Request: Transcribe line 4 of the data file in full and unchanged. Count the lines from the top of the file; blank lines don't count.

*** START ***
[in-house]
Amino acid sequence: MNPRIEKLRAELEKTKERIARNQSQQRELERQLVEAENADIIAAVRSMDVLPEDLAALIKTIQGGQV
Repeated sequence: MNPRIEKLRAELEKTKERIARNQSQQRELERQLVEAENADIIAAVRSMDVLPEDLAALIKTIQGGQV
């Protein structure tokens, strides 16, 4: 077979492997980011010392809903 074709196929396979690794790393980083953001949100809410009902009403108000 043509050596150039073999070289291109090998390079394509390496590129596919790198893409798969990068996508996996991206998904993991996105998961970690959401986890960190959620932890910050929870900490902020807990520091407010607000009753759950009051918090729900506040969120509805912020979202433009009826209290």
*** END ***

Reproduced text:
């Protein structure tokens, strides 16, 4: 077979492997980011010392809903 074709196929396979690794790393980083953001949100809410009902009403108000 043509050596150039073999070289291109090998390079394509390496590129596919790198893409798969990068996508996996991206998904993991996105998961970690959401986890960190959620932890910050929870900490902020807990520091407010607000009753759950009051918090729900506040969120509805912020979202433009009826209290």